at a local bank but hit the glass ceiling. she trained people who became her bosses. this is why the first bill i signed was the lilly ledbetter bill. it was named after an amazing woman who had beneen doing the same job as a man for years, paidouound out she was being less, and the supreme court said she should have said something earlier. we changed that and this is what we need. the women are increasingly the breadwinners. there is a family issue, a middle class issue. this is why -- we have to make sure that young people are able to afford a college education. gov. romney wants to make pell grants accessible for young people. but that is what we've done. we've expanded them for millions of people, and millions of young women. that was560 billion going to banks and lenders and said, let's cut that out and give the money to students. we've seen millions of young people afford college. and that ensures young women can compete. we have to enforce the laws and make sure that in every walk of life we don't tolerate discrimination. i will push on this issue the next four years. >> pay equity
, ended up being the vice president of a local. she lived alone, by choice, and the reason she could be independent was because of social security and medicare. she had worked all her life, put in this money and understood there was a floor under which she could not go. that's the perspective i bring when i think about what's called entitlements. theplies some sense of dependency. these folks have worked hard, who are counting on this. my approach is, how do we strengthen the system? and in medicare, what we did was, we said, we are going to have to bring down the costs, if we're going to deal with our long-term deficits, but to do that, let's look where some of the money is going. $716 billion, we were able to save, from the medicare program, by no longer overpaying insurance companies, by making sure that we weren't overpaying providers. and using that money, we're actually able to lower prescription drug costs for seniors by an average of $600 and we were also able to make a significant dent in providing them the kind of preventive care that will ultimately save money throughout t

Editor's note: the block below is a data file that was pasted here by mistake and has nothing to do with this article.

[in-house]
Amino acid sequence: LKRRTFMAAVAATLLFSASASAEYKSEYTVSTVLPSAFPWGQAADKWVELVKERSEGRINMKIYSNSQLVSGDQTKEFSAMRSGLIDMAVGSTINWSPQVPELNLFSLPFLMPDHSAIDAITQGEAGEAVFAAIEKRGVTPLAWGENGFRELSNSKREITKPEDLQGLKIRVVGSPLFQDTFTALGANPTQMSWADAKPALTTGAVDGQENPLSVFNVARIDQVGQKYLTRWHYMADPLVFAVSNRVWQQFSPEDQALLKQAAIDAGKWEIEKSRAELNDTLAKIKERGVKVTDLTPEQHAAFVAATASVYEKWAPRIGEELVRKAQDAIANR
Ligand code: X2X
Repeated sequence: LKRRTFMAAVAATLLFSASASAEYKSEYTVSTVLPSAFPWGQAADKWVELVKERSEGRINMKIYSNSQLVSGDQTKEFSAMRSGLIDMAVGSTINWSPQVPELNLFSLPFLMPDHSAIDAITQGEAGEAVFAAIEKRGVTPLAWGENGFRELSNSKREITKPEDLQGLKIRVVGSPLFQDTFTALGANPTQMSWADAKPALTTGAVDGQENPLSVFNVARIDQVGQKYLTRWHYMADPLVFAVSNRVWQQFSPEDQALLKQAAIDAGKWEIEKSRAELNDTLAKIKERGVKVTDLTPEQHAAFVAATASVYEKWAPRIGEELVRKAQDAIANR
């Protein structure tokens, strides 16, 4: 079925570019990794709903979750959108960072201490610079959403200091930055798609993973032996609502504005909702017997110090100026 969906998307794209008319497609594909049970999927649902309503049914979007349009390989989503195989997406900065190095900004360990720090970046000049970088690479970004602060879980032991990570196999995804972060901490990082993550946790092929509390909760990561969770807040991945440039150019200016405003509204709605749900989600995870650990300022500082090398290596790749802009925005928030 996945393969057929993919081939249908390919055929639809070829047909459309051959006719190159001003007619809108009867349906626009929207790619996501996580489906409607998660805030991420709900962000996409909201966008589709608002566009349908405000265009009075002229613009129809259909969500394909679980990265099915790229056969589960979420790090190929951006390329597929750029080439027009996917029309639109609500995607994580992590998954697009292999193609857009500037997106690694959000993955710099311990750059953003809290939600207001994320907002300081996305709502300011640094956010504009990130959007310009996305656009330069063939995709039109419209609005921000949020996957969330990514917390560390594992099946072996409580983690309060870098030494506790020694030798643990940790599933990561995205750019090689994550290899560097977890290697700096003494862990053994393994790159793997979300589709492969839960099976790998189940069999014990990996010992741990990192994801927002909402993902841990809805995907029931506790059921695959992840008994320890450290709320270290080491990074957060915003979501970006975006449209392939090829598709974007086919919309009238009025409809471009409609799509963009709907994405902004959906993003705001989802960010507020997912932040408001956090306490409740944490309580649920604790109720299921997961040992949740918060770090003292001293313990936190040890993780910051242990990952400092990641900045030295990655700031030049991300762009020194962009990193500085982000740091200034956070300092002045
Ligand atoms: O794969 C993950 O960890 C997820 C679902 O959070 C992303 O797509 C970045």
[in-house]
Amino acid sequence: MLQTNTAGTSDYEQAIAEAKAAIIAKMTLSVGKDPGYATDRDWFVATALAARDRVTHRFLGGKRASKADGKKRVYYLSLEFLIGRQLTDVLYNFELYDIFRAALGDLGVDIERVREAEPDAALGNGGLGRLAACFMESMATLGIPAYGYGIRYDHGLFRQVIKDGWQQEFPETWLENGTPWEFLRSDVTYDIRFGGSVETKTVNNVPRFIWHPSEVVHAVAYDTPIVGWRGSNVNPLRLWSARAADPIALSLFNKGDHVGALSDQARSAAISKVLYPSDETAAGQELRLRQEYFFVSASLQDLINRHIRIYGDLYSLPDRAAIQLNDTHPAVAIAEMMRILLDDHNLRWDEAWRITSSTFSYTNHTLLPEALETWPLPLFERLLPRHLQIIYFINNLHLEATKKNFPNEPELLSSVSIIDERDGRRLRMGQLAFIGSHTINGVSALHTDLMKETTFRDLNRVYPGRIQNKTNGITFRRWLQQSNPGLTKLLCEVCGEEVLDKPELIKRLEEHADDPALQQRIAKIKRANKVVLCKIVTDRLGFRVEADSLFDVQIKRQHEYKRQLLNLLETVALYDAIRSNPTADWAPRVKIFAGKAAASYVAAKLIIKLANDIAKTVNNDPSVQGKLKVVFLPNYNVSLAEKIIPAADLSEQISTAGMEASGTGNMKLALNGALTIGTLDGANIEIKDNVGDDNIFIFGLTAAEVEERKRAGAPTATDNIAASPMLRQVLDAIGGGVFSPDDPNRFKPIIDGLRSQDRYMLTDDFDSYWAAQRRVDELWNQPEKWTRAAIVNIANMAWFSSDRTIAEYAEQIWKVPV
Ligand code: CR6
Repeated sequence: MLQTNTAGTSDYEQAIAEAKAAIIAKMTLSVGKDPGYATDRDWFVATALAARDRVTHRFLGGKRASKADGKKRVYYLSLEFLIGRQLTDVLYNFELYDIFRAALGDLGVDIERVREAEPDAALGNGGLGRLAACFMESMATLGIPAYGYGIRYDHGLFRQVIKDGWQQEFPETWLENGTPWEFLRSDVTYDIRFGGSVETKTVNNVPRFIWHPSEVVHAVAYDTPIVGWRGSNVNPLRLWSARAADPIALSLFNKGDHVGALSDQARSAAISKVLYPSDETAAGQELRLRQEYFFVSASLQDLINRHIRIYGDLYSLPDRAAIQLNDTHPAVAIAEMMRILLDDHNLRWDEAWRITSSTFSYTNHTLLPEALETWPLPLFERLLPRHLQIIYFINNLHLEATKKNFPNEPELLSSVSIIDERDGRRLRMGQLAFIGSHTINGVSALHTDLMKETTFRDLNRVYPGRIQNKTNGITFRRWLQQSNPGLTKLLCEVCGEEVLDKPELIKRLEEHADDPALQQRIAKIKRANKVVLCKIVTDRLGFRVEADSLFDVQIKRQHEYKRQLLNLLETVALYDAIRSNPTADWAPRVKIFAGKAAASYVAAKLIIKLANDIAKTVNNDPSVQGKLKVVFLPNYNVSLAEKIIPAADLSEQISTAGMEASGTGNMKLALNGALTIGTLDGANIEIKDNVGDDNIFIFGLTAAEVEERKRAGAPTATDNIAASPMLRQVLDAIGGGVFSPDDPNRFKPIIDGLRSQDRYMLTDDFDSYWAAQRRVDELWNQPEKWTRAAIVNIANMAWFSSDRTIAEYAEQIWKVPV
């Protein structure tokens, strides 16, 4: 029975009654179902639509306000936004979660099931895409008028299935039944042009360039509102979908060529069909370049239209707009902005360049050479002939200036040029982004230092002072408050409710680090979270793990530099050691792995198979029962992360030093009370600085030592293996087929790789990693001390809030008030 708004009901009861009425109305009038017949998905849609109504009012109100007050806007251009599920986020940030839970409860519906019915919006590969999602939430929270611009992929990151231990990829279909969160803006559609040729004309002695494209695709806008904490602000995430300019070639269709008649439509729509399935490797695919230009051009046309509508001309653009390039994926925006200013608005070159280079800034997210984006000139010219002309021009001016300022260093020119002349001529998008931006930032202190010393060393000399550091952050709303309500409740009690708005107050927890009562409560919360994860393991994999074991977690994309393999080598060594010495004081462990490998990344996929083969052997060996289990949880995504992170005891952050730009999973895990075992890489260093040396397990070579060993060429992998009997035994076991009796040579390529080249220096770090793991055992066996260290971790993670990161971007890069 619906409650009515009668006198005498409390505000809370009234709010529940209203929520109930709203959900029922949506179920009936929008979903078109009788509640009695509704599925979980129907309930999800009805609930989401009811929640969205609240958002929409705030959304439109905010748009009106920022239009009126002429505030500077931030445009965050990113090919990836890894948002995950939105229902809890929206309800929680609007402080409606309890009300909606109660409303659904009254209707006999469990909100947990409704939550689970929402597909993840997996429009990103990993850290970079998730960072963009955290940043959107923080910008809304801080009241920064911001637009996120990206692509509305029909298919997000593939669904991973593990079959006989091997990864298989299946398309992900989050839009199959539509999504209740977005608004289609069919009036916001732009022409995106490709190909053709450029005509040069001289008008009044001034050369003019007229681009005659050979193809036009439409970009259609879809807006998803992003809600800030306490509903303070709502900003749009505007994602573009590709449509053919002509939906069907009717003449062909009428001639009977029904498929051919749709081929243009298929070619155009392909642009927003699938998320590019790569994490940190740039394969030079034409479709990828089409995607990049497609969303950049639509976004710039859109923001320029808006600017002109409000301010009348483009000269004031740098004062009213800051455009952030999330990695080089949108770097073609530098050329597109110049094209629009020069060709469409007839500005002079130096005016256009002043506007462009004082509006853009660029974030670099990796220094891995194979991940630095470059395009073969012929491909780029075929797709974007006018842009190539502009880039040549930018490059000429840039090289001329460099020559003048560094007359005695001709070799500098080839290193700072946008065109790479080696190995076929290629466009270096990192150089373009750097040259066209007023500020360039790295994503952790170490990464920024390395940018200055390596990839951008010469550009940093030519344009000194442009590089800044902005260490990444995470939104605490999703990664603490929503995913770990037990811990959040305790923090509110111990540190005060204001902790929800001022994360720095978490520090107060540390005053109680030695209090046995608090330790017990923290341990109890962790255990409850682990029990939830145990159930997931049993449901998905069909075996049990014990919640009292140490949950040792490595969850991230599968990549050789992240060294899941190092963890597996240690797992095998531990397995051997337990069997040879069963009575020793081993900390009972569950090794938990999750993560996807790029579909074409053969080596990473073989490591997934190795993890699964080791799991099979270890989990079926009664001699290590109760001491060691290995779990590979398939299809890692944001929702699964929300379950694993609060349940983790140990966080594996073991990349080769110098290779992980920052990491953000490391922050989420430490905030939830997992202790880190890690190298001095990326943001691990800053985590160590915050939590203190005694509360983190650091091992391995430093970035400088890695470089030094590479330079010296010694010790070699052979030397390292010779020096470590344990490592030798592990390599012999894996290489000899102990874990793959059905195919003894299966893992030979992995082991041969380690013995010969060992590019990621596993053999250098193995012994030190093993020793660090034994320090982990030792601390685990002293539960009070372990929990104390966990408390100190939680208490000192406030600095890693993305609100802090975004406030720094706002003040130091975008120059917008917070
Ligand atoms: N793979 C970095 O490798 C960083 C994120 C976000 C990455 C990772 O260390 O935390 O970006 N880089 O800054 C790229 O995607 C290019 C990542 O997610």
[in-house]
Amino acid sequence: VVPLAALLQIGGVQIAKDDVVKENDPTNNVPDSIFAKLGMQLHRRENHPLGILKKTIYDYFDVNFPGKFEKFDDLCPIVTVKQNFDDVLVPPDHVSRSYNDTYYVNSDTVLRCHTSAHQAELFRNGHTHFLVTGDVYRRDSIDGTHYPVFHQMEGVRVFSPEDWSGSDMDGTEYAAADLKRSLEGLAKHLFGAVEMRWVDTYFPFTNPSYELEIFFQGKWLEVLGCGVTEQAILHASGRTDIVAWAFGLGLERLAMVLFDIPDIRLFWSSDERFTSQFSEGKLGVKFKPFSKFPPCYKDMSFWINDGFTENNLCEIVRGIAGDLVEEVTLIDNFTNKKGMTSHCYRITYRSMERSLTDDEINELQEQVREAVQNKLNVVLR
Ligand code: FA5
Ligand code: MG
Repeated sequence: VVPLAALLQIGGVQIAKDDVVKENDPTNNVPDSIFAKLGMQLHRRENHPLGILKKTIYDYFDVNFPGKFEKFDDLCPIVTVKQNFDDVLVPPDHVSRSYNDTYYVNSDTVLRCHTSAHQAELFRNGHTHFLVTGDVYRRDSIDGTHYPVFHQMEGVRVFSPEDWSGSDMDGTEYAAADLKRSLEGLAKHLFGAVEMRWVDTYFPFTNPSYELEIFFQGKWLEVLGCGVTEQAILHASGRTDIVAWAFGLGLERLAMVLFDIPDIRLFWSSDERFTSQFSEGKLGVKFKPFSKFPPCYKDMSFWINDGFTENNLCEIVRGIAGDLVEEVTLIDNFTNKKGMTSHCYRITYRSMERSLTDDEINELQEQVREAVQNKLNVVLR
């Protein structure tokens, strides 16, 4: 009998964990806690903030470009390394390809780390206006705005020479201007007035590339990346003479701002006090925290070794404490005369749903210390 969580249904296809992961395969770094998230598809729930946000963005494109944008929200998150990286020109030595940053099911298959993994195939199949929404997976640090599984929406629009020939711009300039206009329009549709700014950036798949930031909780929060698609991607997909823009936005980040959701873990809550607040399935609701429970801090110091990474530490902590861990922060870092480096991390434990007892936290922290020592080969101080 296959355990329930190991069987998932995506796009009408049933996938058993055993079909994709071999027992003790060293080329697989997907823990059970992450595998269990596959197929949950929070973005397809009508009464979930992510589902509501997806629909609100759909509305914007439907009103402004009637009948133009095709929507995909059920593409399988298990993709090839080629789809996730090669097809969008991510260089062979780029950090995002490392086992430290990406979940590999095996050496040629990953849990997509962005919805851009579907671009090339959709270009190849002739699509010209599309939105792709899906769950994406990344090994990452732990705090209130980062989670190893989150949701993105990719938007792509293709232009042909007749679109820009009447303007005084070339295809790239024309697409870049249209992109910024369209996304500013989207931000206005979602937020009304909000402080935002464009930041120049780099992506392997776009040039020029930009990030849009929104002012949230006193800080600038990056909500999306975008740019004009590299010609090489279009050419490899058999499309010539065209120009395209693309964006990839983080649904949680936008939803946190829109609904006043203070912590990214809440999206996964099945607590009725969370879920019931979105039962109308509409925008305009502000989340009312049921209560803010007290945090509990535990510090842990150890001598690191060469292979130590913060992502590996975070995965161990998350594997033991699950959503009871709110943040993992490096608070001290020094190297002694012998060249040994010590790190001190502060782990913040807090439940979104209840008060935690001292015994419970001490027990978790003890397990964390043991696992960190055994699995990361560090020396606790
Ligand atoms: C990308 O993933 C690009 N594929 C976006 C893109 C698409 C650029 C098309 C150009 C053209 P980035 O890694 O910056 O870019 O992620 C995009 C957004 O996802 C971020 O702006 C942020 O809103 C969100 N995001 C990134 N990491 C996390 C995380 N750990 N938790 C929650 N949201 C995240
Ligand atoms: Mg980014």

for education is, of course, at the state and local level. but the federal government also can play a very important role, and i agree with secretary arnie duncan. some of the ideas he's put forward on race to the top. not all of them, but some of them, i agree with and i congratulate him for pursuing that. the federal government can get local and sate soolso do a better job. my own view, by the way, i added to that. i happen to believe i want the kids getting federal dollars from idea or title i, these are disabled kids or poor kids or lower income kids, i want them to be able to go to the school of their choice so all federal funds instead of going to the state or to the school districts i'd have go, if you will, follow the child and let the parent and the child decide where to send their student. >> lehrer: how do you see the federafederal government's responsibility to, as i said, to improve e qualityof public education in this country. >>aise indicated, i think it has a significant role to play. through the race to the top we have worked with republican and democratic governors to ini
Search Results 0 to 49 of about 99 (some duplicates have been removed)